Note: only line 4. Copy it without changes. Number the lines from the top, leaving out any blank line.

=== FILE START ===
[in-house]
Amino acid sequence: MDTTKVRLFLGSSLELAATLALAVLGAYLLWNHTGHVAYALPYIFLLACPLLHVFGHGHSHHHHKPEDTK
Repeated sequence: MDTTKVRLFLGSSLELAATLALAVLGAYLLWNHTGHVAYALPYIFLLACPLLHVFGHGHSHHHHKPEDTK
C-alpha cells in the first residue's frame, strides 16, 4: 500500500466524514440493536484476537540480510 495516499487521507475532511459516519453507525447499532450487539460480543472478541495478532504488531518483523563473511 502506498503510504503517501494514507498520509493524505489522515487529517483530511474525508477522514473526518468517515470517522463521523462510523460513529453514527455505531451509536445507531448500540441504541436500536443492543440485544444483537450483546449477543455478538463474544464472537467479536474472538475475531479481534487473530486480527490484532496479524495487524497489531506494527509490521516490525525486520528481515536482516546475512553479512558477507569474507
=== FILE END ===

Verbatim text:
C-alpha cells in the first residue's frame, strides 16, 4: 500500500466524514440493536484476537540480510 495516499487521507475532511459516519453507525447499532450487539460480543472478541495478532504488531518483523563473511 502506498503510504503517501494514507498520509493524505489522515487529517483530511474525508477522514473526518468517515470517522463521523462510523460513529453514527455505531451509536445507531448500540441504541436500536443492543440485544444483537450483546449477543455478538463474544464472537467479536474472538475475531479481534487473530486480527490484532496479524495487524497489531506494527509490521516490525525486520528481515536482516546475512553479512558477507569474507